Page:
“The Sun Declines”

"Yea, the darkness hideth not from Thee; but the night shineth as the day: the darkness and the light are both alike to Thee" (Ps. 139:12)

     INTRO.: A hymn which reminds us that the darkness cannot hide from God but the darkness and the light are both alike to Him is "The Sun Declines." The text was written by Robert Walmsley, who was born on Mar. 18, 1831, at Manchester, England. A Congregationalist, for some 28 years he was associated with the work of the Manchester Sunday School Union, and many of his hymns were produced for an annual festival there. In 1870, he moved to Sale, England, where he worked as a jeweler. "The Sun Declines," intended as an evening hymn, is dated 1893. Its first known publication was in the Scottish Church Hymnary of 1898. In December of 1900, Walmsley published 44 of his hymns as Sacred Songs for Children of All Ages, which included "The Sun Declines," along with "Praise the Lord, His Works Exalt Him" dated 1888, "O Praise Our God Today" dated 1899, and "Come, Let Us Sing of a Wonderful Love." James Mearns, who provided the entry on Walmsley in John Julian’s Dictionary of Hymnology, wrote of Walmsley’s hymns, "They are simple, musical, full of a deep love of God, of the works of God in anture, and of little children, and deserve to be more extensively used."  Walmsley died at Sale, England, on Oct. 30, 1905

     Among hymnbooks published by members of the Lord’s church during the twentieth century for use in churches of Christ, stanzas 1 and 3 of the text appeared in the 1925 edition of the 1921 Great Songs of the Church (No. 1) and the 1937 Great Songs of the Church No. 2 both edited by E. L. Jorgenson. These books use a tune (Vincent) composed by Horatio Richmond Palmer (1834-1907). However, it is most often associated with Sybil F. Partridge’s hymn "Just for Today" beginning, "Lord, for tomorrow and its needs I do not pray." Today, "The Sun Declines" may be found in the 1986 Great Songs Revised edited by Forrest M. McCann, also having only stanzas 1 and 3 but with a tune (Wentworth) composed by Frederick C. Maker (1831-1905).  It was first published in The Bristol Tune Book, second series, compiled by Maker in 1876. Each stanza of the hymn has eight lines, but Maker’s tune has only six lines, so in 1985 Jack Boyd, music editor for Great Songs Revised, repeated the last two lines of music to fit the lyrics and made further alterations in both harmony and melody, which were copyrighted by ACU Press.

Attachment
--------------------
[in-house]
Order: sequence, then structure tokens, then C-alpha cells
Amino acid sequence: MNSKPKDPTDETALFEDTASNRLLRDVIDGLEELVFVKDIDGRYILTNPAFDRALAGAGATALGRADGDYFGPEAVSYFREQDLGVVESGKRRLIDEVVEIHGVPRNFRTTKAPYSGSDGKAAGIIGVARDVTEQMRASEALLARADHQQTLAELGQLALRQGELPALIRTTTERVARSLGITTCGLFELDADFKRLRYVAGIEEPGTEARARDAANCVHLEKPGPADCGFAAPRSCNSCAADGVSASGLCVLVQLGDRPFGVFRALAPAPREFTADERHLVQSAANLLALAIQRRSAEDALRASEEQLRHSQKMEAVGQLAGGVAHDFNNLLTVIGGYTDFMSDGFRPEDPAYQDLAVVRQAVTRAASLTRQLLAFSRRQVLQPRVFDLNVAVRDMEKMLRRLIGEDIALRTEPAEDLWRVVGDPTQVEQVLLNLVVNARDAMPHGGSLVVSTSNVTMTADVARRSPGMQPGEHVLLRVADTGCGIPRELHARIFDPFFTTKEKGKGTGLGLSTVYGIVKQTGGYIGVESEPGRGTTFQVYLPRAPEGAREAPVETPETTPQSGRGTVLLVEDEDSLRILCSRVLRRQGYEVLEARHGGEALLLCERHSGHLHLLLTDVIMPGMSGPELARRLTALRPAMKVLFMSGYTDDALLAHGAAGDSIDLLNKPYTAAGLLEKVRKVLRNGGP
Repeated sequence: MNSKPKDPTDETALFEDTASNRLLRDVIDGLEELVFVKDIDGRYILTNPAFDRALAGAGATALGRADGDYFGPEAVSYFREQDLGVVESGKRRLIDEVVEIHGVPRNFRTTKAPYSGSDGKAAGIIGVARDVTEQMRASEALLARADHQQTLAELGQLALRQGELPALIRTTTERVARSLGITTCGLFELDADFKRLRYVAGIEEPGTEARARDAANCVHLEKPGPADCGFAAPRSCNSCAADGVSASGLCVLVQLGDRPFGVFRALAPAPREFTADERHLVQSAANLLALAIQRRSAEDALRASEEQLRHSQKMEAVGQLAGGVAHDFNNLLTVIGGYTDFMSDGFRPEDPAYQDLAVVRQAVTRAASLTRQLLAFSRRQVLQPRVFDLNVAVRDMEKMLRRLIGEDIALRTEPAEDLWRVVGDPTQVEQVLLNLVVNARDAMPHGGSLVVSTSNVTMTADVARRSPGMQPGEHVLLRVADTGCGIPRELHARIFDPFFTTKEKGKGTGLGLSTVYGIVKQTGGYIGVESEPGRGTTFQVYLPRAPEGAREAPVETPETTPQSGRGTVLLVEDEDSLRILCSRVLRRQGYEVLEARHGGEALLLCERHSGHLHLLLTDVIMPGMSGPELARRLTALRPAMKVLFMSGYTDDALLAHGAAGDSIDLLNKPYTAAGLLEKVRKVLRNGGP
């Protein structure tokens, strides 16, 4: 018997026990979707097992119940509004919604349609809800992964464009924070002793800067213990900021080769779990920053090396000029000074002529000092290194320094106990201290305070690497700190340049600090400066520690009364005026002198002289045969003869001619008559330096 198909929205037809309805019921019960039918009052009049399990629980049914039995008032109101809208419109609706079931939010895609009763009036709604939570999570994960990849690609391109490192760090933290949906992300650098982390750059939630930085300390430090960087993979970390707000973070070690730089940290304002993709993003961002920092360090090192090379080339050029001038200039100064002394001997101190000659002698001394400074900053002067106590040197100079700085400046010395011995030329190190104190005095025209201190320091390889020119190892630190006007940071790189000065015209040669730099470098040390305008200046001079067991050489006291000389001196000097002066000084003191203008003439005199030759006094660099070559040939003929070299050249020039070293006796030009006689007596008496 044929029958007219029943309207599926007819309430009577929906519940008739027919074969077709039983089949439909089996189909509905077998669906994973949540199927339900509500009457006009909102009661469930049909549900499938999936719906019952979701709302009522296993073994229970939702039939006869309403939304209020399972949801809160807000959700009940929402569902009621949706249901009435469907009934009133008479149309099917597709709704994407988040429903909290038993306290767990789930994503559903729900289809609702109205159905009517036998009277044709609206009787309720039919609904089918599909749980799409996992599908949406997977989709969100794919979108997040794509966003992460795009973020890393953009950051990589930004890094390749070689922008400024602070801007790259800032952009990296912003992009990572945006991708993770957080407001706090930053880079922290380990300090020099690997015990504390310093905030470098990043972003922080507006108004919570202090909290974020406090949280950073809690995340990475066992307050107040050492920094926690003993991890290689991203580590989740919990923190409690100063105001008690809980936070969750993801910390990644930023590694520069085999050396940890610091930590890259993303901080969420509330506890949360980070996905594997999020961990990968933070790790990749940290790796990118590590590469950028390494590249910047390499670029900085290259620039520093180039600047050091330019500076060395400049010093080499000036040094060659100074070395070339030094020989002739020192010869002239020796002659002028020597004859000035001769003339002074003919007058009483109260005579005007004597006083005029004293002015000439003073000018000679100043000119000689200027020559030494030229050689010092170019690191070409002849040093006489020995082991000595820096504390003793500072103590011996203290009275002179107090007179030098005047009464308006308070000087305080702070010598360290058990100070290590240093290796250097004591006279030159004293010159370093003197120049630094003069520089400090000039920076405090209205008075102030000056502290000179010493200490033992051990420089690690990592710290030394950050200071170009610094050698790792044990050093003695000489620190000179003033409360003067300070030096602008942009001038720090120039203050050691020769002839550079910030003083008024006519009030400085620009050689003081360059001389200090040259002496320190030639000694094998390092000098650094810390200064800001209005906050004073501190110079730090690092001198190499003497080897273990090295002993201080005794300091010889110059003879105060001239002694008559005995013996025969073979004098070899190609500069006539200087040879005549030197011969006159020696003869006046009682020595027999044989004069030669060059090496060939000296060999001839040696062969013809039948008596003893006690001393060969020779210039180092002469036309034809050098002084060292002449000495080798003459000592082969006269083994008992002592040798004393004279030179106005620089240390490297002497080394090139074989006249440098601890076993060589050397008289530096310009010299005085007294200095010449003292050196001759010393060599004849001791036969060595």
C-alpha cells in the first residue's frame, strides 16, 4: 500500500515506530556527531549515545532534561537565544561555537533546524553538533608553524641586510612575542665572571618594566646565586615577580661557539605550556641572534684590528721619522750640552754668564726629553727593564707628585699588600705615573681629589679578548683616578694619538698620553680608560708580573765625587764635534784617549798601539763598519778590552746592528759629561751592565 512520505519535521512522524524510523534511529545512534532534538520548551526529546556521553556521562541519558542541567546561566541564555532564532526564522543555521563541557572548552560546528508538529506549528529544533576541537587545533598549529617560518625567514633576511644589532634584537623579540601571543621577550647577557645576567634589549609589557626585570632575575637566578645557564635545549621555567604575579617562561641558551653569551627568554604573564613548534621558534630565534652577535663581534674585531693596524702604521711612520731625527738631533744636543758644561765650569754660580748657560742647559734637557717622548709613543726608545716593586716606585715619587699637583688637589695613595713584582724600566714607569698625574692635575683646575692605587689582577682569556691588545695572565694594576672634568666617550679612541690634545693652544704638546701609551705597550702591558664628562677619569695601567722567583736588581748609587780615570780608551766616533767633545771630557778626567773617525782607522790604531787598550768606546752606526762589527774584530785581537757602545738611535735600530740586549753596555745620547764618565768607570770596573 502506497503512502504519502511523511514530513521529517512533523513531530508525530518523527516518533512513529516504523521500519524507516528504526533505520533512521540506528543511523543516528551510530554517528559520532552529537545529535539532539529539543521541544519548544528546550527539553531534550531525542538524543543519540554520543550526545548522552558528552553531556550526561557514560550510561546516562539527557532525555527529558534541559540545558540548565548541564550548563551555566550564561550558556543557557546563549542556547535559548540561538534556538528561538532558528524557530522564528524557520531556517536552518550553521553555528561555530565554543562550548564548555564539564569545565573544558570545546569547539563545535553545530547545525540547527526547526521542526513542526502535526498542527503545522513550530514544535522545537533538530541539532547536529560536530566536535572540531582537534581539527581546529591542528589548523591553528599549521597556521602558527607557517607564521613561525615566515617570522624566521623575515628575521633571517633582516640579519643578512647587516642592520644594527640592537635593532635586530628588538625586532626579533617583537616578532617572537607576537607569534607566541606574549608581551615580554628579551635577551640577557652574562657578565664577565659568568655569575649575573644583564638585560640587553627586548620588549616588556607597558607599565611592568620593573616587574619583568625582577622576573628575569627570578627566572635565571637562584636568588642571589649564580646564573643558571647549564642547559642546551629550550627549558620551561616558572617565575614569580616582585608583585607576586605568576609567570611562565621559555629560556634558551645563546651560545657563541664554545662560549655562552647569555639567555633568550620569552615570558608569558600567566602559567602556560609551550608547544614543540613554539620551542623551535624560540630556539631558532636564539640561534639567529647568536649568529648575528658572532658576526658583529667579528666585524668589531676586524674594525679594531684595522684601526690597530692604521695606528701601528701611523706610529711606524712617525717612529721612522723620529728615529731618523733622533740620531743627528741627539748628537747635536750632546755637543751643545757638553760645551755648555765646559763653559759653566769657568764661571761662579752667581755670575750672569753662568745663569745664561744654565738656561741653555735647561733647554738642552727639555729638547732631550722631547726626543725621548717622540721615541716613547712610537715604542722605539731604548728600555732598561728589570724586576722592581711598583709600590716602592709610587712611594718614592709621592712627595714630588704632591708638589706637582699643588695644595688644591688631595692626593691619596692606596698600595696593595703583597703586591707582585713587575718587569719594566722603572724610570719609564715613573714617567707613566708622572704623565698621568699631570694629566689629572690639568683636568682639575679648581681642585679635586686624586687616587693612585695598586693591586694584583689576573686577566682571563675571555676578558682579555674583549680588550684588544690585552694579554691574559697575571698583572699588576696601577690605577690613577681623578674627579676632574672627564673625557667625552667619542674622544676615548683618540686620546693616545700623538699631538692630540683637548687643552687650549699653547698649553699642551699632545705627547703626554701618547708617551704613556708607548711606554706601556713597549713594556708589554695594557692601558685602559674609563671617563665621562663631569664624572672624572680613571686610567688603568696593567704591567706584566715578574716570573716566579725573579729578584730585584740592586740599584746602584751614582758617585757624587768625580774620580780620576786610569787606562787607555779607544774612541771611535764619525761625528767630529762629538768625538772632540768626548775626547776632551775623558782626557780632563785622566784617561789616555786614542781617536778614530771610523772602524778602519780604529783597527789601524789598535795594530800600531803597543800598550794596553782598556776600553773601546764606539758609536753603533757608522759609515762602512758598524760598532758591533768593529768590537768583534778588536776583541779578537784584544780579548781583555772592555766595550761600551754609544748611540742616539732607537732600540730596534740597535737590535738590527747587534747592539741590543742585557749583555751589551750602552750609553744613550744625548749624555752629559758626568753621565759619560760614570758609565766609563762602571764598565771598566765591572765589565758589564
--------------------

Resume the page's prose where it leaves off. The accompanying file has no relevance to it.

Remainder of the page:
The song asks God’s blessings in the evening with a view toward the eventide of life and the home beyond it.

I. Stanza 1 seeks the Lord’s presence as night comes
"The sun declines; o’er land and sea Creeps on the night.
The twinkling stars come one by one To shed their light.
With Thee there is no darkness, Lord; With us abide,
And ‘neath Thy wings we rest secure This eventide."
 A. God made the sun to rule the day, and as the earth turns on its axis it appears as if the sun rises from one end of the heaven and runs its circuit to the other end: Ps. 19:1-6
 B. When the day is done, the twinkling stars come out to shed their light during the night: Gen. 1:14-19
 C. We should seek the Lord’s presence to abide with us that we might rest secure during the night: Ps. 91:1-5

II. Stanza 2 seeks the Lord’s forgiveness of any sin during the day
"Forgive the wrong this day we’ve done, Or thought, or said;
Each moment with its good or ill To Thee has fled.
O Father, in Thy mercy great Will we confide;
Thy benediction now bestow This eventide."
 A. It is good when we pillow our heads at night to seek the Lord’s forgiveness for any sin that we committed during the day: 1 Jn. 1:9
 B. Since the moments of the day, whether good or ill, have now flown to God, it should encourage us to redeem the time that we have: Eph. 5:15-17
 C. Because all of us have sinned, we must trust in God’s mercy in order to be right with Him here and saved in eternity: Heb. 4:16

III. Stanza 3 seeks the Lord’s guidance through life to the eternal home
"And when with morning light we rise, Kept by thy care,
We’ll lift to Thee with grateful hearts Our morning prayer;
Be Thou through life our Strength and Stay, Our Guard and Guide,
To that dear home where there will be No eventide."
 A. Having been kept by God’s care through the night, we can anticipate rising with the morning light to another day of praising God: Ps. 139:17-18
 B. As we live from day to day we should turn to Him as our Strength and Stay to guard and guide us on our way: Ps. 32:8
 C. And with this help, we look forward to that dear home where there will be no eventide because the glory of God will be its eternal light: Rev. 21:23-25

     CONCL.: This is one of those hymns which appeared in a couple of our hymnbooks a relatively long time ago. I have no idea whether it was sung very much even when a large number of churches used the first two Great Songs books. Since it has not been found in most of our recent books, with the exception of Great Songs Revised which never did seem to become very popular, I would assume that not many brethren are likely familiar with it. However, it is quite a pleasant song that would serve well for a hymn that we can sing in a Sunday night or midweek evening service as "The Sun Declines."


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